Increasingly popular with solo and non-religious travellers, pilgrim routes offer a chance to find inner peace and reconnect with the natural world. Joan Scales recommends some of her favourite Irish walks and ways
The most famous camino or pilgrimage is that to the Cathedral of St James in Santiago in northern Spain, also known as the Way of St James. There is no doubt this pilgrimage owes much of its fame to the media – through Martin Sheen’s 2010 film The Way, the BBC’s celebrity challenge, Camino: The Road to Santiago and the best-selling German book Ich bin dann mal weg (I’m off then). Audiences have not only discovered the different ways to get to Santiago – among them the French route, the Spanish route, the Portuguese route – but they have also discovered its charms.
Formerly, the concept of “going on pilgrimage” evoked many ideas, from fulfilling a religious obligation to undertaking a journey to serve a personal purpose. Whether the hope is for healing, miracles, peace, or even weight loss, people choose to walk the gruelling 500 miles of the Camino, with the bare minimum of possessions. Irish pilgrims can begin their journey at the church of St James on St James’s Street, Dublin, where they can receive an official passport and the first stamp on their trip. A pilgrim passport is part of the Camino experience but not strictly necessary – the stamps (there is space for up to 54) are a great memento of the trip. Formerly pilgrims in the 13th-century displayed a scallop shell to prove their pilgrimage.
However, there’s no need to leave Ireland to participate in a pilgrimage or reap the benefits of an extended walk. New walks are appearing and old ones becoming significant again. The national trails register is maintained by Sportireland.ie and it lists all the active trails around the country; www.sportireland.ie. This year, THE BLUEWAYS were freshly labelled by Fáilte Ireland, a network of stunning routes that run alongside rivers, canals and lakes. These trails can be hiked or biked. There are Blueways along the Shannon Erne Waterway and Lough Derg and the Boyne, with plans for more around the country; www.bluewaysireland.org.
The route of the inaugural eight-day DONEGAL CAMINO, initiated by Peggie Stringer, in 2021 was from the northerly Malin Head to the stunning Slieve League Cliffs in the south of the county. Participants, including Daniel O’Donnell and Mickey Harte, raised over €26,000 for Cancer Care West services. This year’s camino returns from September 4-10 and is being organised with help from Deirdre McGlone and Noel Cunningham. Of her experience last year, McGlone says it’s the wonderful stories she remembers from people she met along the way that has remained with her. “Everyone brought something to the Camino and went away with more.” www.donegalcamino.ie.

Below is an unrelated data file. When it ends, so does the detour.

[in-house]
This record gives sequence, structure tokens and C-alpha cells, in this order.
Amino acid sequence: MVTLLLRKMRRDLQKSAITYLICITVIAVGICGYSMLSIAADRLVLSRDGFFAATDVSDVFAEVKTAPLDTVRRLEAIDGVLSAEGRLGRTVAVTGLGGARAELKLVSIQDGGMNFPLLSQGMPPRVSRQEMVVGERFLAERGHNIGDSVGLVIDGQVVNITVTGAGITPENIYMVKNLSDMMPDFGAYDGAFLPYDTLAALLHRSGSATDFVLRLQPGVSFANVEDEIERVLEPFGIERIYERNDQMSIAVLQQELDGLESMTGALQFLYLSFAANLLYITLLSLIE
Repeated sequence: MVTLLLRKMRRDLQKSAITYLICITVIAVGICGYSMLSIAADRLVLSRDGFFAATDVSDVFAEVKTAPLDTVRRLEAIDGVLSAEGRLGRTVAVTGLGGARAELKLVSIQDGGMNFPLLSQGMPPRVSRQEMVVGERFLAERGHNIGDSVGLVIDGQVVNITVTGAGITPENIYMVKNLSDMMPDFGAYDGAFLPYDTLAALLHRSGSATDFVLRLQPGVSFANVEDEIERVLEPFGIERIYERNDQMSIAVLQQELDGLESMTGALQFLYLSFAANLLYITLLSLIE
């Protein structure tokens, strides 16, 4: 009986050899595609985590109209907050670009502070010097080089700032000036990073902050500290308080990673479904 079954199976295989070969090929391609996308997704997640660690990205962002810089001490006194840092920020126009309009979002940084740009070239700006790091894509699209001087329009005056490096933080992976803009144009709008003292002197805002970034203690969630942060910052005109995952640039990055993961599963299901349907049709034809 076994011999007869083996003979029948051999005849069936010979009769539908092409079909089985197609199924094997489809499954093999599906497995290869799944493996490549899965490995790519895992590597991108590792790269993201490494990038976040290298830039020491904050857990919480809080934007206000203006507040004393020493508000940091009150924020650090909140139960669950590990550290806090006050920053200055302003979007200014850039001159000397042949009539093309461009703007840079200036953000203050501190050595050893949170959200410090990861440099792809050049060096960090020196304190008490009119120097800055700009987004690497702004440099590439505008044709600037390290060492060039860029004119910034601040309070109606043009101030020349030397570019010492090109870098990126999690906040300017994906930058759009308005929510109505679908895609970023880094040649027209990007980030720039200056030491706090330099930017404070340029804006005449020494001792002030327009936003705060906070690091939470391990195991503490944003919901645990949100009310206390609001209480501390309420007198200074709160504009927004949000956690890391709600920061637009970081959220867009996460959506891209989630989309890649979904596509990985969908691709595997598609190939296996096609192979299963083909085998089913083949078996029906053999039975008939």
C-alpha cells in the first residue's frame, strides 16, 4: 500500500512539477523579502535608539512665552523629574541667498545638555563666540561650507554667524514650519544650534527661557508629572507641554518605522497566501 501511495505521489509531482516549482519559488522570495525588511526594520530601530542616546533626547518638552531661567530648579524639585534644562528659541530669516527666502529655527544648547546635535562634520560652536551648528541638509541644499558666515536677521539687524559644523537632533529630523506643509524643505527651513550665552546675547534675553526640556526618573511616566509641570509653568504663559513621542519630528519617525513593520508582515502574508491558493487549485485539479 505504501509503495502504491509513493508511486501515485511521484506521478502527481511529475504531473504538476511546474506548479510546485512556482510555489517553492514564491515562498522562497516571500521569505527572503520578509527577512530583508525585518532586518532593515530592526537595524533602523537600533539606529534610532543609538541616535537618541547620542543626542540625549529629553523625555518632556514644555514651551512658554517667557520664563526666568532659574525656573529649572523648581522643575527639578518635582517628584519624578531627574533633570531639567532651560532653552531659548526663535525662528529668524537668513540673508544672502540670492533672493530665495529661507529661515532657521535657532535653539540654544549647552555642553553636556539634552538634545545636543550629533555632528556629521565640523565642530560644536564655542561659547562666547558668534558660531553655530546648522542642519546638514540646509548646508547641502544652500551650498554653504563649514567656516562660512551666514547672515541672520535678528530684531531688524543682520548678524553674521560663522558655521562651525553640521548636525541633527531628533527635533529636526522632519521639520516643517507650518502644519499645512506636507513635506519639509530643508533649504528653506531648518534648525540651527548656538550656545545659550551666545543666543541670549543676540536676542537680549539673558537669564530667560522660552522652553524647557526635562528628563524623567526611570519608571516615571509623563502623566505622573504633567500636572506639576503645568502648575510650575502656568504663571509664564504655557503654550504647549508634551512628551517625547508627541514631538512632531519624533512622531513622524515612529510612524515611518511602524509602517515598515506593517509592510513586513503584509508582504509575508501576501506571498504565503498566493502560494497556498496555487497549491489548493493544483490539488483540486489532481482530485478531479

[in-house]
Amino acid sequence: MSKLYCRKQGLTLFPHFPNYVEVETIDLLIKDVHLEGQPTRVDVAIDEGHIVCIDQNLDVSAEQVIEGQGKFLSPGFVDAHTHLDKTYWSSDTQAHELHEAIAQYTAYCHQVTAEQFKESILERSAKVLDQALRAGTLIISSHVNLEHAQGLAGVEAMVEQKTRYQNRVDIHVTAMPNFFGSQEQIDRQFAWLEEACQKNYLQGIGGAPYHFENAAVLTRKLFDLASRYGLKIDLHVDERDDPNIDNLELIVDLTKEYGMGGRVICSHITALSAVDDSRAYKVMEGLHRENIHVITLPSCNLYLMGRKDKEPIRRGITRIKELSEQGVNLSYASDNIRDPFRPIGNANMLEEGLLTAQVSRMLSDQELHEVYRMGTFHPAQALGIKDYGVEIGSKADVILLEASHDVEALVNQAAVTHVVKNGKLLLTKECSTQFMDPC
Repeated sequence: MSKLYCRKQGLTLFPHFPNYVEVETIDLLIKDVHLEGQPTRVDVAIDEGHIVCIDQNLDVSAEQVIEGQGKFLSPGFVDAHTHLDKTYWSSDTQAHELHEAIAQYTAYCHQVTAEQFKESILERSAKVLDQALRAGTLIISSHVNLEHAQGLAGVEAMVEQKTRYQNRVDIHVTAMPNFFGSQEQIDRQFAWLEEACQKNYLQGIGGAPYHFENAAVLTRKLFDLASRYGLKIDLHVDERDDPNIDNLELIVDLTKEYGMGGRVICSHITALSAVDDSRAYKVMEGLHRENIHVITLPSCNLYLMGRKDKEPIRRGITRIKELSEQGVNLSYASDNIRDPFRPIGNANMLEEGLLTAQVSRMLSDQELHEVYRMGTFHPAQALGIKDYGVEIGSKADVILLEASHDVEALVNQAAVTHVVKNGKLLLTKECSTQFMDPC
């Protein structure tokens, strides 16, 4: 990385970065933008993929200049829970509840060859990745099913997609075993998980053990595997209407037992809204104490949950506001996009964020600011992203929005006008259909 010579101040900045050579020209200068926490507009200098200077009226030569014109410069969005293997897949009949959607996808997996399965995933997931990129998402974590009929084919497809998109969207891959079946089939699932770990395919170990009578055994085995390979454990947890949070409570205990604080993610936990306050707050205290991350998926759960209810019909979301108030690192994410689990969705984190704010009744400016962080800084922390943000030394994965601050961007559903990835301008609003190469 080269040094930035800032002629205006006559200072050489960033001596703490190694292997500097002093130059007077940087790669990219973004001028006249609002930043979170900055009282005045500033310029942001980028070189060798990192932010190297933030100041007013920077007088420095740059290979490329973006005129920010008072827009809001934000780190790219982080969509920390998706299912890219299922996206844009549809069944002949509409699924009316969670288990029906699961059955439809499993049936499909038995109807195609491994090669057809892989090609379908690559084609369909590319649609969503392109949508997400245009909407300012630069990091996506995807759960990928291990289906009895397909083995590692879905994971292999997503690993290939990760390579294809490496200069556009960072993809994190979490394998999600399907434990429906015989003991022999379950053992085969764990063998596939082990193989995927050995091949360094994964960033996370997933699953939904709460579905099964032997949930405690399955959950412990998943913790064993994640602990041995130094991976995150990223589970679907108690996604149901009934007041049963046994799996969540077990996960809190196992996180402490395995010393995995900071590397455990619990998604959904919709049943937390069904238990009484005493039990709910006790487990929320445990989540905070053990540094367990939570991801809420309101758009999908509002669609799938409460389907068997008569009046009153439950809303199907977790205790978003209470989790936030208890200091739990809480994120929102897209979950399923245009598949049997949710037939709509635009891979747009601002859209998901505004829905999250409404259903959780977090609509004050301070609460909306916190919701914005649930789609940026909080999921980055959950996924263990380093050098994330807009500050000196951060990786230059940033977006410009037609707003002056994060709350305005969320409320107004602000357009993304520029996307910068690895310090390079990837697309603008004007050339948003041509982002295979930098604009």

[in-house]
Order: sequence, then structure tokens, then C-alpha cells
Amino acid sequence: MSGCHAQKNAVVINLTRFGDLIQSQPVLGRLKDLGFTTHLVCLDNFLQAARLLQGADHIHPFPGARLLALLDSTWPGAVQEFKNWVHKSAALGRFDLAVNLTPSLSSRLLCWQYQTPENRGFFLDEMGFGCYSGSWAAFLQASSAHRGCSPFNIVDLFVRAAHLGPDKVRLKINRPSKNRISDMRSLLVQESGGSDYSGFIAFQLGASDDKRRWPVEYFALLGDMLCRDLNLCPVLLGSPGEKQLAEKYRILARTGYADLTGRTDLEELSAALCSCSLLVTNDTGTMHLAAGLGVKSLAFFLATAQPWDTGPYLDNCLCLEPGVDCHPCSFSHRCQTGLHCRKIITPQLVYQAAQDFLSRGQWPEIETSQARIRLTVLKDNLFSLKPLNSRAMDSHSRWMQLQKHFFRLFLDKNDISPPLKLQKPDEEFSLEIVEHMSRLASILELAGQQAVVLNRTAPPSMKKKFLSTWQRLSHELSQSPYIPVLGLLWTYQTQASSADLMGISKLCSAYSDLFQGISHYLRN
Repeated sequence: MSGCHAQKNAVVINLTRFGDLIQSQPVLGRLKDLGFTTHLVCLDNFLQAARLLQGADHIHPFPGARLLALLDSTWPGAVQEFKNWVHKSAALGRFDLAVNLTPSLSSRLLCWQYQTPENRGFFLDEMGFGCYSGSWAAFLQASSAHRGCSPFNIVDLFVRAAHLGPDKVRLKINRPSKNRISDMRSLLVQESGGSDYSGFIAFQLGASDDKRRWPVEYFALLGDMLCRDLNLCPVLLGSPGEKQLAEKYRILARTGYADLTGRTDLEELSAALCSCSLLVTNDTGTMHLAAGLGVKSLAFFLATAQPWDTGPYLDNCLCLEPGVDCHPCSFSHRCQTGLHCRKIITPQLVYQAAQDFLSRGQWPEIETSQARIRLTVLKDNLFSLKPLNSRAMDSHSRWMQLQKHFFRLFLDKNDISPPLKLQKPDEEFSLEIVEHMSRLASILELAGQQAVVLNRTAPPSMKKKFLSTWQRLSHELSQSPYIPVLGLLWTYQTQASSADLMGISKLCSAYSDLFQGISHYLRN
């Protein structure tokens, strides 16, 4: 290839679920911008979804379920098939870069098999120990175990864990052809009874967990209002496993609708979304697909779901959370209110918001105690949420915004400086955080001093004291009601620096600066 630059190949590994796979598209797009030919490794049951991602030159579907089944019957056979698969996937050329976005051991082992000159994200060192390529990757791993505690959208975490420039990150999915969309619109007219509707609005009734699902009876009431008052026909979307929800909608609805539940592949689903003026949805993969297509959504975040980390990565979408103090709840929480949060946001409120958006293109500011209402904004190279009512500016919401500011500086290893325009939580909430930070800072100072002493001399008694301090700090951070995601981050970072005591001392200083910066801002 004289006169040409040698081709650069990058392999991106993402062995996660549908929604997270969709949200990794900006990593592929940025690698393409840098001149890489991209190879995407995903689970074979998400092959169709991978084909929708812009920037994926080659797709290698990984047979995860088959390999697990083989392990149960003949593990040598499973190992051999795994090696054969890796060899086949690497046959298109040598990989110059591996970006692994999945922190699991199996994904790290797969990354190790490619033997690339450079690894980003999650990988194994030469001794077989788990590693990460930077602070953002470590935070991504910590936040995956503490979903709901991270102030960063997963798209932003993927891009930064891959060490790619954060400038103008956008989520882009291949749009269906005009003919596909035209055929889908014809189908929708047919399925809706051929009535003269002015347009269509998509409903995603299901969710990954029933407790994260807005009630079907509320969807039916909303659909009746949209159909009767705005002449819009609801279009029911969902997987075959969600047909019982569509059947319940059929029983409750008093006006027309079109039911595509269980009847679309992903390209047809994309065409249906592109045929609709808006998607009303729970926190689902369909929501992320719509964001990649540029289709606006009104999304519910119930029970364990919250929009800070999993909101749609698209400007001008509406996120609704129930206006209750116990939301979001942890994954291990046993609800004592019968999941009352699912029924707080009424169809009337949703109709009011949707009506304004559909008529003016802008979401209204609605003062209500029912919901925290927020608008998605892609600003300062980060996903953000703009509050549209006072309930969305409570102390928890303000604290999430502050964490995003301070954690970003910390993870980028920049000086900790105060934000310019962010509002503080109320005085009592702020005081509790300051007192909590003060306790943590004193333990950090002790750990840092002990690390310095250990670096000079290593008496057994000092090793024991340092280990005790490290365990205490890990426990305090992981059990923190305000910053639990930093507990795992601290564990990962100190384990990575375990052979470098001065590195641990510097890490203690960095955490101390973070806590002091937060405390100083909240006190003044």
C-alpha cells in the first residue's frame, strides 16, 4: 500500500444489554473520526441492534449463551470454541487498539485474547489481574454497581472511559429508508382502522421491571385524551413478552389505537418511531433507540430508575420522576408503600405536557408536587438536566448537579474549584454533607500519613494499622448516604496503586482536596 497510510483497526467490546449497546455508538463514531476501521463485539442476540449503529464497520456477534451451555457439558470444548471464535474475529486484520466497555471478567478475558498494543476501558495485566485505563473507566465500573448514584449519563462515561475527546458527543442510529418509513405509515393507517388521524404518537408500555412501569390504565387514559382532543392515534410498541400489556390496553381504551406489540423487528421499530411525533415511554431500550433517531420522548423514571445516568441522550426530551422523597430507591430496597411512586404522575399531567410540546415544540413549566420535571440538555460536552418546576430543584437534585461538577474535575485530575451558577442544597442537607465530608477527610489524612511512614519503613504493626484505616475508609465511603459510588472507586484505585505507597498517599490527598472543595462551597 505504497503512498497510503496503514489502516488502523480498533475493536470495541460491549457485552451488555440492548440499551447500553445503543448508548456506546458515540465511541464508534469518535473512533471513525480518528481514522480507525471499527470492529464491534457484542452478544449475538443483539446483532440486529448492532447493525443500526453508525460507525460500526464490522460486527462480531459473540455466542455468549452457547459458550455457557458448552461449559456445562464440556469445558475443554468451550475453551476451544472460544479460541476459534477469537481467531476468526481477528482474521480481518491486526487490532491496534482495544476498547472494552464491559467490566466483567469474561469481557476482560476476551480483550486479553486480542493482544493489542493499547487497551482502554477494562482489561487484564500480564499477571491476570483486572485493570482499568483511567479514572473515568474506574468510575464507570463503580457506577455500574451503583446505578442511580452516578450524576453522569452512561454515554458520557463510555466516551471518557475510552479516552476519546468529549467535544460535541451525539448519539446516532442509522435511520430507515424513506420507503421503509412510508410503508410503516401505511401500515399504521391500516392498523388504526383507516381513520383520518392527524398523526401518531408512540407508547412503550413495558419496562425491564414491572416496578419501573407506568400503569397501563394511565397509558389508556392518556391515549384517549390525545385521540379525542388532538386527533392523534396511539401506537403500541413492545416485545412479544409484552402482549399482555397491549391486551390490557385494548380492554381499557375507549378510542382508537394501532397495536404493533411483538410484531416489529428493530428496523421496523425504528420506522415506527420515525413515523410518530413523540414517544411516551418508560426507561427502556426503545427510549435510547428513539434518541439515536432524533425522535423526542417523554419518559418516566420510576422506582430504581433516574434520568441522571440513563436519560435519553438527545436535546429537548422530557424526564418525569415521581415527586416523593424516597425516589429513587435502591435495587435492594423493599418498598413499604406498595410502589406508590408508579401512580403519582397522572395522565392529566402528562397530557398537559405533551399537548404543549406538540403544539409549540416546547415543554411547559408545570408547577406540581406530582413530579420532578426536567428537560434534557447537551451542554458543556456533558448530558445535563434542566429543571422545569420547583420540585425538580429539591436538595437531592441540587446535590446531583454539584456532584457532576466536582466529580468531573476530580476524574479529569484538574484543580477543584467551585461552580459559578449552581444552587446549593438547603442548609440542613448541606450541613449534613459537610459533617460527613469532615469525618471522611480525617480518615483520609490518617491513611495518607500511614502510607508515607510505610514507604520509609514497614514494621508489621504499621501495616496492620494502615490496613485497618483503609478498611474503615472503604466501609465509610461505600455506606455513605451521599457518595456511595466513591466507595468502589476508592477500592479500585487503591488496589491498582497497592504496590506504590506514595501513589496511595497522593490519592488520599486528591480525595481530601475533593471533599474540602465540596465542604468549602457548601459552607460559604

The 115km ST DECLAN’S WAY was officially opened last September. The path, from Ardmore to Cashel, passes through Aglish, Lismore, Cappoquin, Ardfinnan and Cahir and replicates the route Declan took to meet Saint Patrick in the fifth century. Mount Melleray Abbey in Cappoquin is on the route, where the Trappist monks welcome guests for contemplative stays; www.stdeclansway.ie.
On the WATERFORD CAMINO, which might include a mountain trail one day or an old coastal path the next, the experience is not about covering vast distances but taking time to soak in the beauty of the scenery. Participants can opt for a three-, five- or seven-day tour to explore the way with accommodation and meals along the journey; www.waterfordcamino.com.
Of course, the last Sunday in July is traditionally Reek Sunday when thousands climb the 764m peak of CROAGH PATRICK, Co Mayo. However, you can do it on any fine day. It’s a steep climb but worth it for the feeling of success when you reach the top. This pilgrim route became even more well-known this year when Irish broadcaster Charlie Bird and thousands of supporters climbed the Reek to raise funds for the Irish Motor Neurone Disease Association and Pieta House.
THE SAINTS ROAD and CARRAUNTOOHIL is seen as a rite of passage for Kerry people. I did the 18km walk from Ventry to the foot of Mount Brandon some years ago as an honorary Kerrywoman – my late partner’s family was from the Black Valley. We crossed Hag’s Glen and went up the steep Devil’s Ladder. It was tough and by the time we reached the top, bitterly cold. There was just time for a few photographs before we came back down by the ZigZag route. Though that was hard on the legs, the real reward was a sense of inner strength.
One memorable walk I did with Awesome Daytrips (www.meetup.com/AwesomeDaytrips) was the so-called Stairway to Heaven, the LEGNABROCKY TRAIL in Co Fermanagh. The Sheridan family own the land – the biggest unspoiled blanket bog in Europe and an Area of Special Scientific Interest (ASSI) and a Special Area of Conservation (SAC). The Sheridans have made a boardwalk across the bog and a stairway to the top of Cuilcagh Mountain at 665m. It’s an 11km round trip to the summit and back and takes around three hours. The views from here are breathtaking. The Staircase is an amazing way to share the landscape and yet preserve it.